Reviews In The Machine: Chasing Ghosts by Glenn Rolfe
Chasing Ghosts, by Glenn Rolfe is a serious book. It goes at you quickly and hits you hard. For as much as I have loved the works of the likes of Stephen King, I am becoming more aligned with the idea that the novella as an art form is the place where the horror genre really shines. It’s so great to be able to get there and experience the meat of the story in as few sittings as possible. I read this book in a day and I think the only reason why it wasn’t in one go was because I was at work and couldn’t rightfully justify taking an hour long break.
Chasing Ghosts takes place in Maine where a disparate group of strangers is drawn together, where they are confronted by a dark presence residing within the woods. A number of different abbreviated story threads weave in and out of each other in this book as it winds its way down to the exciting conclusion.
To start off, I think just the image of a forest is incredibly evocative of our genre. I think that it is one of the last truly unexplored frontiers in our country. I remember years ago when an uncle and I drove up from New York City to see the baseball hall of fame in Cooperstown. The drive takes you through some pretty rural areas as well as through parts of the Appalachians. From the car, looking up into that dense field of trees, it was hard to not feel the slightest tug of unease, wondering how anyone could be living off the grid up there.
Chasing Ghosts taps into that unease nicely and brings that fear to the forefront. I don’t want to get into too much detail because with a book of this length, it is difficult to not spoil the experience. Suffice to say that the monsters which these characters are confronted with are terrifying, not for the physical shape they manifest but because of their brutal, uncompromising and merciless nature. You get a real sense of danger for the characters which is something that I think is difficult to pull off effectively.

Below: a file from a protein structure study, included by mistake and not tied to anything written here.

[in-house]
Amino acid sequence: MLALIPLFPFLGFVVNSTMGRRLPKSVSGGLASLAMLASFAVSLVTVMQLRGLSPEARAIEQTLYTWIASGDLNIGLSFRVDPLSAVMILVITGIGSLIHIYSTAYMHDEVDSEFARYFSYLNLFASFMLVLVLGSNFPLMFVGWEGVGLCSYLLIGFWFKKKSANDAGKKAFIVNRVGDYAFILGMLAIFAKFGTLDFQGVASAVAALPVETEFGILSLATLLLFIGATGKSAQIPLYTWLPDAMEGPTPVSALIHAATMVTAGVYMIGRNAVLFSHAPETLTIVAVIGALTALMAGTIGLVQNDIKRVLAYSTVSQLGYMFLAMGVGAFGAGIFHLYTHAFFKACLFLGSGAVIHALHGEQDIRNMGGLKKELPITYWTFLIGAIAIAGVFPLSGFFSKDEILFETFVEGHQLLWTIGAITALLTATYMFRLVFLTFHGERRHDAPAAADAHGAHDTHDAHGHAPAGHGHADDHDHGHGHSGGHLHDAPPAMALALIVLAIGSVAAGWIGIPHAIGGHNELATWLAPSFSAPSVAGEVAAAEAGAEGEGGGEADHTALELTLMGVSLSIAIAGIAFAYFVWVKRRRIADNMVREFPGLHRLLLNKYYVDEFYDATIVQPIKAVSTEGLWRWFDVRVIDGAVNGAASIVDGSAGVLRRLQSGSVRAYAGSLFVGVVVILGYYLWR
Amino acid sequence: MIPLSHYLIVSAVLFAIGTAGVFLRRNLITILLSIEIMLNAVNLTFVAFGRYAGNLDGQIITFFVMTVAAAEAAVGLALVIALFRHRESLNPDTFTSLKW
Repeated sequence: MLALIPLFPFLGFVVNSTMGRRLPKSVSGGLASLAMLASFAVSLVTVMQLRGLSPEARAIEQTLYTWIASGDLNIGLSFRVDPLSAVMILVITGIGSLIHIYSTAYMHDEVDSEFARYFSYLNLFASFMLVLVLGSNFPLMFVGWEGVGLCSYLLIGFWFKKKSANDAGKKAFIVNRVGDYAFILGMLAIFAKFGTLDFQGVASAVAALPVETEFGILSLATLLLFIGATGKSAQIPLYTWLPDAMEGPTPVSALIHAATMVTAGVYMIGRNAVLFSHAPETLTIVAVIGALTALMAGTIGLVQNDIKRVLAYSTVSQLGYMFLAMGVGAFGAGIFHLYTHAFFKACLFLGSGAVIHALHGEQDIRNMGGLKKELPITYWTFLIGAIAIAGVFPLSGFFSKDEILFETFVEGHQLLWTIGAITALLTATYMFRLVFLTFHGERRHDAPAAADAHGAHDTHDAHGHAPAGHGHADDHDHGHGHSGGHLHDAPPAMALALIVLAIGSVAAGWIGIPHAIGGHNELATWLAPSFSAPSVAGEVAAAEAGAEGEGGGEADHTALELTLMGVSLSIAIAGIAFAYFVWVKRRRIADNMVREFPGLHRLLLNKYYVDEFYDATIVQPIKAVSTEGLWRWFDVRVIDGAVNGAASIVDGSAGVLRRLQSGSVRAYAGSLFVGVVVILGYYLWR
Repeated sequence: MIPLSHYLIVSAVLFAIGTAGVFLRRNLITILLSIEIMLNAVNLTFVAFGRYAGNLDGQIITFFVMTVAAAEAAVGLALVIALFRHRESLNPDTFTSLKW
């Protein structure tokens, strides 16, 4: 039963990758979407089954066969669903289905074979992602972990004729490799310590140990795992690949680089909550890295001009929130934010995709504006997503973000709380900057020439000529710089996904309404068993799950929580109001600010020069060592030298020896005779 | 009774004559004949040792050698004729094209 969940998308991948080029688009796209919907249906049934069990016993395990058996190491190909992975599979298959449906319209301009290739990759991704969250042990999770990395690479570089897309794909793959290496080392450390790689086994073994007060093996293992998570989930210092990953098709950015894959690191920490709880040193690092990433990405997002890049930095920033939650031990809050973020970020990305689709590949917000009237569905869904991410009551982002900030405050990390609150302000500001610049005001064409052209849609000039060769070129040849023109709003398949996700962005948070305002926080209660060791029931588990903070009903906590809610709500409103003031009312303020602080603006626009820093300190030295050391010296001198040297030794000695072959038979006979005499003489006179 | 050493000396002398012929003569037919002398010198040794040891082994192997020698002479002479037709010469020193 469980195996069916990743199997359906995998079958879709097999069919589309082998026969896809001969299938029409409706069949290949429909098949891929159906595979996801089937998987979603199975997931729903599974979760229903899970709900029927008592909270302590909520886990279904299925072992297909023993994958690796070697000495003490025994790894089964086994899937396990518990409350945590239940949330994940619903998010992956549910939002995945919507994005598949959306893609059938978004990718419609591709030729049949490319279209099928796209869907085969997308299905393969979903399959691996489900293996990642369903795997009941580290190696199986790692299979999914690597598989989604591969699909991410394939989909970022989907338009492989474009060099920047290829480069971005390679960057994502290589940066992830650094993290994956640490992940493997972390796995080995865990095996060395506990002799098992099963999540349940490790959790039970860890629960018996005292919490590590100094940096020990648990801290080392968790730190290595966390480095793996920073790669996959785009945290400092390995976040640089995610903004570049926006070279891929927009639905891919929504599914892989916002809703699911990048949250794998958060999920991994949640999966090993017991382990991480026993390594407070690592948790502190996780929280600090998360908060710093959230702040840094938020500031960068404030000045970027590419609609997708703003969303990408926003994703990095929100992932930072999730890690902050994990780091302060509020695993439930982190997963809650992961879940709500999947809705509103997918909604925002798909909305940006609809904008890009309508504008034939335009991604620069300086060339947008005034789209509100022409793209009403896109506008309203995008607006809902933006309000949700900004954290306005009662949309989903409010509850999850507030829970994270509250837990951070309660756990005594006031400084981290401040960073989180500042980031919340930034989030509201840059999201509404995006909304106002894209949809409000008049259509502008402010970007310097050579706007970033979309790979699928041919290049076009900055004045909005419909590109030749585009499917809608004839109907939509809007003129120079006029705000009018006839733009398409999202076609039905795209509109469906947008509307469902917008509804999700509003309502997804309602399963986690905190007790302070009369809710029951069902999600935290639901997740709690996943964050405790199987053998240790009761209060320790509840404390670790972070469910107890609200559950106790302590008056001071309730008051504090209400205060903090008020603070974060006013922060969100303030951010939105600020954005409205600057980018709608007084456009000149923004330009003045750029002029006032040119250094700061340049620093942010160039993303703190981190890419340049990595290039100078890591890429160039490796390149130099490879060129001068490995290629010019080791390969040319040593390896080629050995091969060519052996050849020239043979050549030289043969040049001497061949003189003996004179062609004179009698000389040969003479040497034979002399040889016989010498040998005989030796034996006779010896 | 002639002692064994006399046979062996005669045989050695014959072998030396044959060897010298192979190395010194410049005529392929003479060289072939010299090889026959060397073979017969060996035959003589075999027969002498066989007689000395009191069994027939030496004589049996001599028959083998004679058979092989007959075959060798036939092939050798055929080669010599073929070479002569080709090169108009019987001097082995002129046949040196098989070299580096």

The story is paced quite nicely and there was never a point where I thought things were dragging or rushed along. The story made its own way to the brutal finale and while there were a few moments I wished the writing had been a touch more descriptive in terms of the geography of the scenes and what was happening, these were few and far between and did not prevent me from enjoying this book. And if you have concerns regarding graphic content, while there is violence in this book and the story is of an understandably dark nature, I didn’t feel like the descriptive language was at all exploitative or over-the-top. I thought it was generally used well as a tool to bring home the seriousness of the situation these characters have found themselves in.
If I had any critical comments about the book, it would be that I think it would benefit from having a little more focus. There are quite a lot of characters for such a short book and while Rolfe does a better job than I would have expected keeping everyone straight, I think it’s inevitable that, because not many of the characters get to have time on the page, I end up not really feeling invested in any of them. I also found the epilogue to the book to be somewhat unnecessary and I thought it took away from the strength of the ending somewhat.
To be clear though, those are my issues. Despite this, I would still strongly recommend reading this. Rolfe has some serious game and his skills come through clearly in this one. Do yourself a favor and support a great word-smith.